February 21, 2024
Apple Car Talks With Daimler and BMW Have Collapsed

Apple Car Talks With Daimler and BMW Have Collapsed

Posted April 21, 2016 at 5:22am · 5 comments · Add Comment
r7un - April 22, 2016 at 3:18am
So, even in an urban setting, like South Delhi, where I stay, electricity is somewhat erratic. If you go into the sub-urbs, and further into rural india, where you have maximum demand for these cars - like erstwhile greatest demand for Mercedes and BMW used to come from Ludhiana (the Manchester of India), now it comes from Kochi - the electricity supply is very erratic. On an average (and I mean it), a car is driven approximately 100 kilometers (62 miles) or more on a daily basis. Which means, there are people who drive 200 kilometers also, back and forth from work. Diesel is the most popular fuel - because of the longer range on cars, greater fuel economy. Heavier cars are preferred for highway use. So I sincerely doubt a simple electric car will be that successful. Delhi as well, is a very large city. Although, odd-even has been implemented, it is more of a political movement, than citizen convenience. The National Capital Region extends from Neemrana on one side in Rajasthan (in the west) to beyond Ghaziabad (in the east), and from Palwal (in the south) to Sonipat (in the North), with one length spanning as much as 100 kilometers or more. This is the expanse of the city, with urban traffic. It is scorching hot in summer, and when it rains, the European manufacturers advise owners not to drive their vehicles, because puddles get formed, and their advanced suspension systems fail. Toyota SUVs that run on diesel become a great success. It's only a multi-national company CEO who goes from a plush home to a plush office. The Indian company CEO - whether a small businessman or an organised industrialist, the owner of an expensive car, will travel a lot on a daily basis. Personal security is sometimes a concern, because a CEO who is driving around in an expensive European car, can be a soft target to anti-social elements. And anti-social elements are tech-smart. These CEOs do not want cars that can be hacked or tracked by miscreants. Although, initially, diesel used to be a subsidised fuel, the price difference has increasingly narrowed. Yet, most European makers sell larger numbers with diesel variants. Only in the urban environment, petrol remains the preferred choice. Basically, you need cars that are rugged on bad roads, capable of a long-haul journey, comfortable, do not to depend on electric sources for charging through the night.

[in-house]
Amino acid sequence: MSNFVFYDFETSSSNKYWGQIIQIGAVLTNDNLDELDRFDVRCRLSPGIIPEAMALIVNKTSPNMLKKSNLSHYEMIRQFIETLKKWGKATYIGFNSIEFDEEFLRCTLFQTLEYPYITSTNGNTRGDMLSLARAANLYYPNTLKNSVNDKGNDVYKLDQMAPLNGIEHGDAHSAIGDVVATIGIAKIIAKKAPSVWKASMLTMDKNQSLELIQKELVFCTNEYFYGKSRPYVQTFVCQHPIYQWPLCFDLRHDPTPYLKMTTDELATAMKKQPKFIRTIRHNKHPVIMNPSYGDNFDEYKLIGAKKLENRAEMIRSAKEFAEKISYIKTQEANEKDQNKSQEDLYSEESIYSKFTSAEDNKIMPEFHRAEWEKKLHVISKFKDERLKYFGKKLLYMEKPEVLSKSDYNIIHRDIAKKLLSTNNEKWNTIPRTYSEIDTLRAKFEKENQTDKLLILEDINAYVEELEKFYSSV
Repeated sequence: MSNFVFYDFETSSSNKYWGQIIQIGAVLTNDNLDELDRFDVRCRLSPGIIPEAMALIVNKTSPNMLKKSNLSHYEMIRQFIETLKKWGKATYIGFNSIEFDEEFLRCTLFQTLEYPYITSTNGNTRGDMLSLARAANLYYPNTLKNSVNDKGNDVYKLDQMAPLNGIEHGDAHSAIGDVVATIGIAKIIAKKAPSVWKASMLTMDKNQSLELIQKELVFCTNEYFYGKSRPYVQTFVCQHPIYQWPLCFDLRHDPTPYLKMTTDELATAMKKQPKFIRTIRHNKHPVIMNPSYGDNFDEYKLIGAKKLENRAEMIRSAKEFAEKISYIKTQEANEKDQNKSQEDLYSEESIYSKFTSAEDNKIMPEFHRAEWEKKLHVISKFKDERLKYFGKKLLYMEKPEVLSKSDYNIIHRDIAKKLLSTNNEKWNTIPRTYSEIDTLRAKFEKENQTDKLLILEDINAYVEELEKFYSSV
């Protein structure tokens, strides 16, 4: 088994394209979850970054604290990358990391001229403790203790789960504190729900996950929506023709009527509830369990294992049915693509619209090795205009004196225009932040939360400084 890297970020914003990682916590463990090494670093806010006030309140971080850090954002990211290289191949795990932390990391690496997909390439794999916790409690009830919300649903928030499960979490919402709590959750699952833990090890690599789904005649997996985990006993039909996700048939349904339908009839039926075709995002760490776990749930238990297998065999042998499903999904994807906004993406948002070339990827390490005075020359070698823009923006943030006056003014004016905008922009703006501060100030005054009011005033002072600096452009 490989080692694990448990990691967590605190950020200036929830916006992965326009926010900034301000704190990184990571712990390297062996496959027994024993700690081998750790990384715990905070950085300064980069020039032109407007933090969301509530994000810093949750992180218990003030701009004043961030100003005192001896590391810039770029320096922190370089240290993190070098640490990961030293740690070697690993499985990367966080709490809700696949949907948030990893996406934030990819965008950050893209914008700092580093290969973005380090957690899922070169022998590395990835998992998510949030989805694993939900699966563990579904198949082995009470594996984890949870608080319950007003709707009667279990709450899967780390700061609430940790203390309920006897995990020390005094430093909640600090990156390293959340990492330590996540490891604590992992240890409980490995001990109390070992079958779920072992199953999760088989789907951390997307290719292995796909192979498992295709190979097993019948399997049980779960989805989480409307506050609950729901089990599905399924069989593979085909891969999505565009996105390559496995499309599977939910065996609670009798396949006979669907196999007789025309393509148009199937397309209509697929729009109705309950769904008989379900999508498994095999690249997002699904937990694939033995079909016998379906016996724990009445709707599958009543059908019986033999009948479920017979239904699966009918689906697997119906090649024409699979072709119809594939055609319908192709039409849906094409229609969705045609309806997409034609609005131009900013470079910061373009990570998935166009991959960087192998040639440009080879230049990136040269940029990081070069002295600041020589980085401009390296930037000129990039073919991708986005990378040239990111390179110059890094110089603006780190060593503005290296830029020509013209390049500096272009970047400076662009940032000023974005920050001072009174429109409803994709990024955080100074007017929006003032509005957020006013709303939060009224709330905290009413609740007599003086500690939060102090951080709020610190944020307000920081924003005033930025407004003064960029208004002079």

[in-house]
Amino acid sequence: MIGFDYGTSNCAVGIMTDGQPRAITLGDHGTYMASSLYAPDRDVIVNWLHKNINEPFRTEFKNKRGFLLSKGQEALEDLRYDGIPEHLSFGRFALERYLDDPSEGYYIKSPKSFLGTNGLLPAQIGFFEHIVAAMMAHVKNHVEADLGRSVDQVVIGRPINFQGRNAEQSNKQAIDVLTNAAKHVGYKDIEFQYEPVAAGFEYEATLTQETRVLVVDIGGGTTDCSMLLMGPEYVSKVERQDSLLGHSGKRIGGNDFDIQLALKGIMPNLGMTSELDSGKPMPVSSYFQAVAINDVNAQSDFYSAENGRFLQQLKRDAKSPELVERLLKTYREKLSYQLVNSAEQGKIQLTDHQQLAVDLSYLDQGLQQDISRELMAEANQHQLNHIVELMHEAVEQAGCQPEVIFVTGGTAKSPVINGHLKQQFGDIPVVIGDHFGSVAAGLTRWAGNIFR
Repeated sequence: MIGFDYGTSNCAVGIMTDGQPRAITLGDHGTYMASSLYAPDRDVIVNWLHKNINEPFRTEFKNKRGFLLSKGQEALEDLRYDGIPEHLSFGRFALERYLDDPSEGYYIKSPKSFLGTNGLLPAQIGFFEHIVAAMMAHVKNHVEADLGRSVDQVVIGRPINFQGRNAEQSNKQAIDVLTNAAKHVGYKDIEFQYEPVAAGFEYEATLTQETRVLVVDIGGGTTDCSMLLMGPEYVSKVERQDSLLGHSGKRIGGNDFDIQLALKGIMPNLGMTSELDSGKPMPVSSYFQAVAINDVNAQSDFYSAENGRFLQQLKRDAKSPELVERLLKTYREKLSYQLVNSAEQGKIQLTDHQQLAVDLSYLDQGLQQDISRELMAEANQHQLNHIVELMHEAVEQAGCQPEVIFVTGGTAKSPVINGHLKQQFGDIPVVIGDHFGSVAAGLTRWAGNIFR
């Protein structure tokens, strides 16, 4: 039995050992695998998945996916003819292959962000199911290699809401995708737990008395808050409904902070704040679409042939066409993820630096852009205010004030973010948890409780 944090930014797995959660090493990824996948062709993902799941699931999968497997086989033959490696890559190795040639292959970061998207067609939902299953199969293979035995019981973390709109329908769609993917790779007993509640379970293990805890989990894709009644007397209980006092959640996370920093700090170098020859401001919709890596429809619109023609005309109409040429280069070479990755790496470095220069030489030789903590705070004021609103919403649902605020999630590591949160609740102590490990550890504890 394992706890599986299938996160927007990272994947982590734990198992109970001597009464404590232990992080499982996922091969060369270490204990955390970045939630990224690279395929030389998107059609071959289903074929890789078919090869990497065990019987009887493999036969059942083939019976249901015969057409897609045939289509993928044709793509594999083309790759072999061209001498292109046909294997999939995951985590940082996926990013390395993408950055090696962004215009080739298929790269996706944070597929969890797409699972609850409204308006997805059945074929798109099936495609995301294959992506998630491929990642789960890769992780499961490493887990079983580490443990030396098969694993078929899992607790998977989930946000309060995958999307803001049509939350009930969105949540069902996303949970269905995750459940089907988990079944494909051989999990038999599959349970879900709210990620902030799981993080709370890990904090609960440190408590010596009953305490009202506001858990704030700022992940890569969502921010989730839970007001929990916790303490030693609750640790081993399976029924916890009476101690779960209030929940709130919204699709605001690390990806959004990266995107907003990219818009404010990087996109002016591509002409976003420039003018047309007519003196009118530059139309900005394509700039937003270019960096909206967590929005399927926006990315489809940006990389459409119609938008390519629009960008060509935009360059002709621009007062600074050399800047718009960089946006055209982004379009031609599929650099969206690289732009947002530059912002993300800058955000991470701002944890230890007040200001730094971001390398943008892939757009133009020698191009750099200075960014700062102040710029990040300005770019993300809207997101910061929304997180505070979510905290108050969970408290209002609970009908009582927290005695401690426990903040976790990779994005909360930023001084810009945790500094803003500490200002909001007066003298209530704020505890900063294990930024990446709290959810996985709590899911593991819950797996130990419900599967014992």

AverageReviewer - April 21, 2016 at 2:09pm
If they would combine Apple software (but not maps) with Samsung's displays and finally create mainstream transparent displays for the windshield along with Tesla it would be an amazing car so long as they don't put a goddamn apple logo anywhere on it xD apple logos are cool but not for cars!
paulMOGG - April 21, 2016 at 6:21am
Arjun I hear you ...I guess the apple & tesla is not for India any time soon then ... But a simple electric car would work ...right?
Arjun - April 21, 2016 at 5:33am
And Mercedes and BMW and other car brands have a view on automotive safety. Auto parking features are still far from perfect. Self drive, lane assist, brake assist, cruise control are not features we use in India. We just cannot use them even if we have them on our cars. And privacy and security for business persons is a matter of concern, who travel into unknown territory, organising industry, cracking deals. The convenience centric buyer fails to understand this.
Arjun - April 21, 2016 at 5:30am
It's true. While Apple and Google are only vying for data, and the self-driving cars customer is only looking at "convenience" that has so far only been partially successful under hugely simulated conditions, there is no empirical proof that self-driving cars are ever going to be reality. In India, we drive cars through hugely congested area in semi-urban populated cities, marketplaces. We have seen such places in Thailand and other developing countries as well. Every place is not California.
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